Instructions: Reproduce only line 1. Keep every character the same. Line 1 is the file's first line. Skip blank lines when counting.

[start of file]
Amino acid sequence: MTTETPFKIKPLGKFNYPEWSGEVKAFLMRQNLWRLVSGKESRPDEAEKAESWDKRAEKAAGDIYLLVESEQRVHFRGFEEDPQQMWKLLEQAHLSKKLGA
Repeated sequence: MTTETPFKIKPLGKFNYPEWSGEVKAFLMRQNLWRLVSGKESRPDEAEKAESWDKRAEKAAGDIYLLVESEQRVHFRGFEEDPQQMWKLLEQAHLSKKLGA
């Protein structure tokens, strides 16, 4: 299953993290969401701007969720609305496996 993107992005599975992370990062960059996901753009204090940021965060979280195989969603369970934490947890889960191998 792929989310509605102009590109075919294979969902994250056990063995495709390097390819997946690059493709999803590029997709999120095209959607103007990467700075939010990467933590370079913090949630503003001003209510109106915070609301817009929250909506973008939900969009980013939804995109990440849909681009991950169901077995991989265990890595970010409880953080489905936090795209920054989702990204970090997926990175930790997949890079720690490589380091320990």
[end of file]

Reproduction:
Amino acid sequence: MTTETPFKIKPLGKFNYPEWSGEVKAFLMRQNLWRLVSGKESRPDEAEKAESWDKRAEKAAGDIYLLVESEQRVHFRGFEEDPQQMWKLLEQAHLSKKLGA